Shannon Mattern is an Associate Professor in the School of Media Studies at The New School in New York. 
Her research and teaching address relationships between the forms and materialities of media and the spaces (architectural, urban, conceptual) they create and inhabit. She writes about libraries and archives, media companies’ headquarters, place branding, public design projects, urban media art, media acoustics, media infrastructures, and material texts. You can find her at wordsinspace.net 

Shannon will join Poets House writer-in-residence Valeria Luiselli and Coffee House Press’s Jay Peterson for a public conversation about Architecture and Archives on Tuesday, Oct. 21st at 7pm at Poets House. Click here for more info. 

CHP In The Stacks: An Interview with Poets House Librarian Gina Scalise

What is your title?

Librarian

How many years have you worked in this collection?

I’ve been in my position since October 2011 and prior to that I interned here for about a year and some change. So about 4 years total.

What are some of the more unique items in your collection?

There are many. We have a lot of Stanley Kunitz’s personal items and knickknacks along with his books with kind inscriptions. We also have a great deal of homemade works and artist books, and the largest open-access collection of chapbooks that we know of.

Who is the primary patron of your collection? How do they use your collection

This is a tricky question. We have many regulars who are here as many hours as I am but they are incredibly self-sufficient and don’t tend to utilize the collection — or they know it well themselves so they don’t ask for help. These regulars are a variety of writers, playwrights, and programmers! We also, of course, get many poetry enthusiasts through our doors, mostly browsing — students, particularly high school and college, are my favorite set of patrons because they give you the best challenges: “I’m looking for poems on perfection and the problems of idealism.”  

If you could lock the doors and spend a whole day just browsing for yourself, what would you look for? What books interest you the most?

Well I don’t know how much browsing I would do per say but I know I would curl up on the smushy blue chairs and would grab Adrienne Rich’s Of Woman Born and Stanley Kunitz’s inscribed copy of Four-Chambered Heart by Anais Nin. That is definitely where I would start. From there, who knows where my thoughts or interests might wander. Possibly the classics, erotica or because the doors are locked and I am alone maybe I would just practice a Shakespearean soliloquy.

What have you enjoyed most about having a writer/reader in residence?

I feel a natural warmth and affection towards Valeria. I ask her if she needs anything but mostly I leave her to her own exploration.

How have other artists interacted with the collection or the library? Have you seen other projects come about as a result of your work?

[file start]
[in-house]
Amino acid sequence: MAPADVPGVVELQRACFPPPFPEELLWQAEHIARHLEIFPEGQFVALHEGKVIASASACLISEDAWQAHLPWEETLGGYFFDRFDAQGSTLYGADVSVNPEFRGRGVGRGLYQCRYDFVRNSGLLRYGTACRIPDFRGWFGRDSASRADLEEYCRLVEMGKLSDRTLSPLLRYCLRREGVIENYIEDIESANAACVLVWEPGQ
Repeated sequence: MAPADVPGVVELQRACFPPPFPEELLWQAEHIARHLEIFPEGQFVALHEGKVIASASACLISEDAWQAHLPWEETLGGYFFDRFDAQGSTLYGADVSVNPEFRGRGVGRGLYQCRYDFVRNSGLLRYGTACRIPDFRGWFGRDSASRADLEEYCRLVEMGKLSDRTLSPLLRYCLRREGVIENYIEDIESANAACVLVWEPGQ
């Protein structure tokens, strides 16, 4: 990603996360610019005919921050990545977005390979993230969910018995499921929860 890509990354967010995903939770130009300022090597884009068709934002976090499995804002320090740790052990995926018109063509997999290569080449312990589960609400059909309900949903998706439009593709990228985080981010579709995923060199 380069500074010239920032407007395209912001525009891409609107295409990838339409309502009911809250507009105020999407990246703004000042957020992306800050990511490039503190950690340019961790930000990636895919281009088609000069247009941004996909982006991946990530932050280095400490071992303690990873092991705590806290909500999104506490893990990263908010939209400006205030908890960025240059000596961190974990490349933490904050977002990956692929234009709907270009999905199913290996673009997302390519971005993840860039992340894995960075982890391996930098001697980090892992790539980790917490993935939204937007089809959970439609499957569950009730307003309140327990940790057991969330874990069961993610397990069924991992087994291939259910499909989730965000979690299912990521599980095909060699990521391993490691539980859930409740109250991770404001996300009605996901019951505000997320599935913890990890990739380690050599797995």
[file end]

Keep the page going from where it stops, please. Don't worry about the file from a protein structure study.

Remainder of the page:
In the spring we had scholars from CUNY Grad Center put together a pop-up exhibition here on the social and cultural revolutionary role of chapbooks — how with the advent of public access to copy machines poetry could suddenly be mass-produced and widely distributed, and therefore create change. We’ve also had the massive George Schneeman exhibition since the spring, curated by poets Ron Padgett and Bill Berkson, which showcases their and other poets’ collaborative works with the painter (Schneeman). Shows like this are fun because it gives us the opportunity to pull books by these poets and display them around the library to complement the art.

Has having a writer/reader in residence made you look at your collection differently? How about the space itself? If so, how?

In a way, yes. Valeria and her project — just the existence of it has reaffirmed the fact that I work for the public. This foundational fact gets lost in the daily grind of things so it’s so nice to see and develop a closeness with someone who is really digging into what you personally have handled.

During the month of October, the New York-based novelist and essayist Valeria Luiselli will be a writer-in-residence at Poets House in Battery Park City, NY as part of CHP In The Stacks. She will give a public presentation at 7pm on October 21st at Poets House.

Click here for more info.  

A Polaroid dispatch from author Valeria Luiselli’s residency at The Reed Foundation Library at Poets House in NYC.During the month of October, the New York-based novelist and essayist will be a writer-in-residence at Poets House in Battery Park City, NY as part of CHP In The Stacks. She will give a public presentation at 7pm on October 21st at Poets House.Click here for more info. 

A Polaroid dispatch from author Valeria Luiselli’s residency at The Reed Foundation Library at Poets House in NYC.

During the month of October, the New York-based novelist and essayist will be a writer-in-residence at Poets House in Battery Park City, NY as part of CHP In The Stacks. She will give a public presentation at 7pm on October 21st at Poets House.

Click here for more info.